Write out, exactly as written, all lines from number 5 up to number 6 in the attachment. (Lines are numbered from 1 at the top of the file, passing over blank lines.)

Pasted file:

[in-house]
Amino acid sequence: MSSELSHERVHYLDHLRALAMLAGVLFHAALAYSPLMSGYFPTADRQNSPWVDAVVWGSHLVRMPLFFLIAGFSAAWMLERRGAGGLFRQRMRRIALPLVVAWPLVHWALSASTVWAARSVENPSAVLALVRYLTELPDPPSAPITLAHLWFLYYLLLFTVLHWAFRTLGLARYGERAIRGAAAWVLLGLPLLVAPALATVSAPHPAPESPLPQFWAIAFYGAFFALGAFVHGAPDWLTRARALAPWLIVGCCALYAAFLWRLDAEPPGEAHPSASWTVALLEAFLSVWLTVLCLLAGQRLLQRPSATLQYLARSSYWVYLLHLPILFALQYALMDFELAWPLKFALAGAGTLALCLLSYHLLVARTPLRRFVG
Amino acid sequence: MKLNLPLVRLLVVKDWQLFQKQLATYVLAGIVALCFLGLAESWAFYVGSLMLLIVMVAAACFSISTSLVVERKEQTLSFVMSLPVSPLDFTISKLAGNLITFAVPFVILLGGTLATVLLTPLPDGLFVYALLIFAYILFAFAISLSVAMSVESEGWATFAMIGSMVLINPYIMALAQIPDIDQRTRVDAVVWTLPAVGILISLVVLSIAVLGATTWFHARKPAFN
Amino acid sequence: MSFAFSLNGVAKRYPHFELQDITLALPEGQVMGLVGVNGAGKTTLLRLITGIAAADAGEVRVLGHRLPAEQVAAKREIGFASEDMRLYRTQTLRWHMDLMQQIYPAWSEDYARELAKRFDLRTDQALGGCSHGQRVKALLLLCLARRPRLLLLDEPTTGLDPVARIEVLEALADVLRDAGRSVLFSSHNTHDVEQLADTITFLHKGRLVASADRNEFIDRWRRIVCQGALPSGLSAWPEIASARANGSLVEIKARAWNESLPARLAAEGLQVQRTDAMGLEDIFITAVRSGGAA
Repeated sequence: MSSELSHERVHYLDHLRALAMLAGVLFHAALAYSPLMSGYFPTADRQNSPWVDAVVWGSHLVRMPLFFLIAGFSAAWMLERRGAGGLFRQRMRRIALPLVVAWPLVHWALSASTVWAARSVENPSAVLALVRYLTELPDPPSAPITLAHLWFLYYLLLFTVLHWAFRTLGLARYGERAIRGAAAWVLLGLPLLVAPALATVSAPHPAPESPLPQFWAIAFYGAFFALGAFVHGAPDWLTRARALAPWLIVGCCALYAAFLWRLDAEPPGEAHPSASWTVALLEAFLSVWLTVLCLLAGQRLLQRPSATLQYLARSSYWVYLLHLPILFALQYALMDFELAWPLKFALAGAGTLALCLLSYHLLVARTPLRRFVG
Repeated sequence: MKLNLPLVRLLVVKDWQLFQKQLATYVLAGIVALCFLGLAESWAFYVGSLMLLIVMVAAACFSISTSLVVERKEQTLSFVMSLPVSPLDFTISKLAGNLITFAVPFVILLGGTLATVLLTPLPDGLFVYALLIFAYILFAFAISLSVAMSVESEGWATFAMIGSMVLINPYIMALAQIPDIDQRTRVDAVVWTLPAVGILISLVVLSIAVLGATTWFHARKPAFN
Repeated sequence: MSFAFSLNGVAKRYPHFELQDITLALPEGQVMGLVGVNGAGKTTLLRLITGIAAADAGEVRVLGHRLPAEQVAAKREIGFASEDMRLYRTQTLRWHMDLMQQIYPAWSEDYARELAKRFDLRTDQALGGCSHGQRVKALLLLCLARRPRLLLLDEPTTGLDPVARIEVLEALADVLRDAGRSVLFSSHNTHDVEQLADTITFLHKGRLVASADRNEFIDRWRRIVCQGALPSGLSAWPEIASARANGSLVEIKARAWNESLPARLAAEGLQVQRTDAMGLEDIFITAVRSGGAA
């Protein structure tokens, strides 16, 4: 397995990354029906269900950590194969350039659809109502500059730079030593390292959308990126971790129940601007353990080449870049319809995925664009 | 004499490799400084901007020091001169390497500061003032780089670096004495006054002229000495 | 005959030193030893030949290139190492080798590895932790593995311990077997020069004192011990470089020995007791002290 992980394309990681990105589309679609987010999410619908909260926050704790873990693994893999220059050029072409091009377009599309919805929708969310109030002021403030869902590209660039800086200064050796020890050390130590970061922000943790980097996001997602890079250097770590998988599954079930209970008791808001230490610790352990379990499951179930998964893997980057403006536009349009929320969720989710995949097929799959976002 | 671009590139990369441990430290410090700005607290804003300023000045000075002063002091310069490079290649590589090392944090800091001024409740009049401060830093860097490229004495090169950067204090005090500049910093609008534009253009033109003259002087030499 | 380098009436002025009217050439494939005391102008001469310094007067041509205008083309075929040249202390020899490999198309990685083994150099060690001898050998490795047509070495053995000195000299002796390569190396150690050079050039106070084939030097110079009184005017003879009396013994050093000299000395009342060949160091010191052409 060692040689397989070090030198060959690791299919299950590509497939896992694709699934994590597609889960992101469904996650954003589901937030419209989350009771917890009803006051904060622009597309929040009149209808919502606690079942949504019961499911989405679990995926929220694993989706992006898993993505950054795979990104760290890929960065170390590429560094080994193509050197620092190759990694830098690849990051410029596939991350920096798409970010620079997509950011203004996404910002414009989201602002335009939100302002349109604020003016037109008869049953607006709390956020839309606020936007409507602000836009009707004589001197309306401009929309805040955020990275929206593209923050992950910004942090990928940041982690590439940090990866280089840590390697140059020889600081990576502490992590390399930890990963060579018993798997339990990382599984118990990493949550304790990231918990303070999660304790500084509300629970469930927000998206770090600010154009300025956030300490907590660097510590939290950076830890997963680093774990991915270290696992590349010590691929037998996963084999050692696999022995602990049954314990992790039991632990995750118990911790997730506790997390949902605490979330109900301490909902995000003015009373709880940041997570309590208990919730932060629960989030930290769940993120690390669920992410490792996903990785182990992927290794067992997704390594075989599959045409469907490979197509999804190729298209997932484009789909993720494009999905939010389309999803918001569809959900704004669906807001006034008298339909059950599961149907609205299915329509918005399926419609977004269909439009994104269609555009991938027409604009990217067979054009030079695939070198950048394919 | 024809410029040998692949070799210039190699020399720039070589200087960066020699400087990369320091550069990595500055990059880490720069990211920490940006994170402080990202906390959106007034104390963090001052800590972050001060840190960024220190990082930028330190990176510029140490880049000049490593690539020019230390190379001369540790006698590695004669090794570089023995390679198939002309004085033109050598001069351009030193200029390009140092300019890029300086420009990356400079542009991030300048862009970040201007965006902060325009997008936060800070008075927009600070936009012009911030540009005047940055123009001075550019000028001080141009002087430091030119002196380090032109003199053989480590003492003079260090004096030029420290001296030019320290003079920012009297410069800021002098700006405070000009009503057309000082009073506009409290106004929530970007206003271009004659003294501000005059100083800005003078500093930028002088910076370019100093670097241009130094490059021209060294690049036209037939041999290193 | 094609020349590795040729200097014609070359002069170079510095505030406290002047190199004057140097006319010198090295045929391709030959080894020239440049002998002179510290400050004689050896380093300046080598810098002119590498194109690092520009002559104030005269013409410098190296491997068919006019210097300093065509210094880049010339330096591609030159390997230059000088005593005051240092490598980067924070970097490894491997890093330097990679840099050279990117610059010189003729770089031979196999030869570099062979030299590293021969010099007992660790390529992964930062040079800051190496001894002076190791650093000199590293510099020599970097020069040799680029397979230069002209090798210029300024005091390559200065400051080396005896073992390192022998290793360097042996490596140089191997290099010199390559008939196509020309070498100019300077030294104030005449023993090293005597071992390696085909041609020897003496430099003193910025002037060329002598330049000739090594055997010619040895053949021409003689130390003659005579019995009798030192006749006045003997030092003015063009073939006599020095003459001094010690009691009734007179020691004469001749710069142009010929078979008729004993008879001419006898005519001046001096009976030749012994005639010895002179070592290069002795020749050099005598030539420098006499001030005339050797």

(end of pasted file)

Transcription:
Repeated sequence: MSSELSHERVHYLDHLRALAMLAGVLFHAALAYSPLMSGYFPTADRQNSPWVDAVVWGSHLVRMPLFFLIAGFSAAWMLERRGAGGLFRQRMRRIALPLVVAWPLVHWALSASTVWAARSVENPSAVLALVRYLTELPDPPSAPITLAHLWFLYYLLLFTVLHWAFRTLGLARYGERAIRGAAAWVLLGLPLLVAPALATVSAPHPAPESPLPQFWAIAFYGAFFALGAFVHGAPDWLTRARALAPWLIVGCCALYAAFLWRLDAEPPGEAHPSASWTVALLEAFLSVWLTVLCLLAGQRLLQRPSATLQYLARSSYWVYLLHLPILFALQYALMDFELAWPLKFALAGAGTLALCLLSYHLLVARTPLRRFVG
Repeated sequence: MKLNLPLVRLLVVKDWQLFQKQLATYVLAGIVALCFLGLAESWAFYVGSLMLLIVMVAAACFSISTSLVVERKEQTLSFVMSLPVSPLDFTISKLAGNLITFAVPFVILLGGTLATVLLTPLPDGLFVYALLIFAYILFAFAISLSVAMSVESEGWATFAMIGSMVLINPYIMALAQIPDIDQRTRVDAVVWTLPAVGILISLVVLSIAVLGATTWFHARKPAFN